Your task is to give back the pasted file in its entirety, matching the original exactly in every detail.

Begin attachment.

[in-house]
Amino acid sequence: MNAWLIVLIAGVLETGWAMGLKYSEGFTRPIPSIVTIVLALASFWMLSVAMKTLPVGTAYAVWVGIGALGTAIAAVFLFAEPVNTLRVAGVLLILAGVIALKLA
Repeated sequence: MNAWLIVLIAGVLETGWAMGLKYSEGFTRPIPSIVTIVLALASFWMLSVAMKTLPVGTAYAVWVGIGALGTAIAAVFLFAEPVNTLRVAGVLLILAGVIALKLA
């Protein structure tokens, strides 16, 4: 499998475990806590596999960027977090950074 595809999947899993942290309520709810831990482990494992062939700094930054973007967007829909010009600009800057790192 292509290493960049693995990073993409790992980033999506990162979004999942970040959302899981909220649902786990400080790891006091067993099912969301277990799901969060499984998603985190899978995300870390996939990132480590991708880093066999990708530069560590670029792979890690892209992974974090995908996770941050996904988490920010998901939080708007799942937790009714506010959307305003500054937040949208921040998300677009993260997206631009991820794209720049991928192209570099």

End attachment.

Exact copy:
[in-house]
Amino acid sequence: MNAWLIVLIAGVLETGWAMGLKYSEGFTRPIPSIVTIVLALASFWMLSVAMKTLPVGTAYAVWVGIGALGTAIAAVFLFAEPVNTLRVAGVLLILAGVIALKLA
Repeated sequence: MNAWLIVLIAGVLETGWAMGLKYSEGFTRPIPSIVTIVLALASFWMLSVAMKTLPVGTAYAVWVGIGALGTAIAAVFLFAEPVNTLRVAGVLLILAGVIALKLA
């Protein structure tokens, strides 16, 4: 499998475990806590596999960027977090950074 595809999947899993942290309520709810831990482990494992062939700094930054973007967007829909010009600009800057790192 292509290493960049693995990073993409790992980033999506990162979004999942970040959302899981909220649902786990400080790891006091067993099912969301277990799901969060499984998603985190899978995300870390996939990132480590991708880093066999990708530069560590670029792979890690892209992974974090995908996770941050996904988490920010998901939080708007799942937790009714506010959307305003500054937040949208921040998300677009993260997206631009991820794209720049991928192209570099």